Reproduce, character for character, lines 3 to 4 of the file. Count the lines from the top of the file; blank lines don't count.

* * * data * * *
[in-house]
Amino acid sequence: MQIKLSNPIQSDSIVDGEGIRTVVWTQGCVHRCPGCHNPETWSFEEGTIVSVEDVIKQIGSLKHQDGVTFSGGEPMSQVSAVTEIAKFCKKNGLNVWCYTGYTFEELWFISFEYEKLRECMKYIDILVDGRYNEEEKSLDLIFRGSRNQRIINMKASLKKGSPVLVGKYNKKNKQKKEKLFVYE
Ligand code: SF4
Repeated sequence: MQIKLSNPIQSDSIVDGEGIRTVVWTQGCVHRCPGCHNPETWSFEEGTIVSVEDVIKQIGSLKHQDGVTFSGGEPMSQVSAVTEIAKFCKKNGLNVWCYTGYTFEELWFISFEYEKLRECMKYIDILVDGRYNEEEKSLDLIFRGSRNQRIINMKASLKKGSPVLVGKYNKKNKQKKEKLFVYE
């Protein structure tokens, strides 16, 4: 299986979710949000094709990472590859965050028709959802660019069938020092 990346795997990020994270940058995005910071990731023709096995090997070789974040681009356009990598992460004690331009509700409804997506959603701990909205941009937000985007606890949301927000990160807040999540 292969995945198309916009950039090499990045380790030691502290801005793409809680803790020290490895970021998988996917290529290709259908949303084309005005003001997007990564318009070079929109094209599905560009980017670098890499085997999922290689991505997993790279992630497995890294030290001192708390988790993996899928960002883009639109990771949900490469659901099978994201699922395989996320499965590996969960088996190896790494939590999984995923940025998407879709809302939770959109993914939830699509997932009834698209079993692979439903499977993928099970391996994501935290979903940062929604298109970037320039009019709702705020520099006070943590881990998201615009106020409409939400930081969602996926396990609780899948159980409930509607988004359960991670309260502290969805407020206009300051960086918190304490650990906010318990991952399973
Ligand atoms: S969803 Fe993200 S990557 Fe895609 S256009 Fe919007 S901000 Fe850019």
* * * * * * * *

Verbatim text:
Ligand code: SF4
Repeated sequence: MQIKLSNPIQSDSIVDGEGIRTVVWTQGCVHRCPGCHNPETWSFEEGTIVSVEDVIKQIGSLKHQDGVTFSGGEPMSQVSAVTEIAKFCKKNGLNVWCYTGYTFEELWFISFEYEKLRECMKYIDILVDGRYNEEEKSLDLIFRGSRNQRIINMKASLKKGSPVLVGKYNKKNKQKKEKLFVYE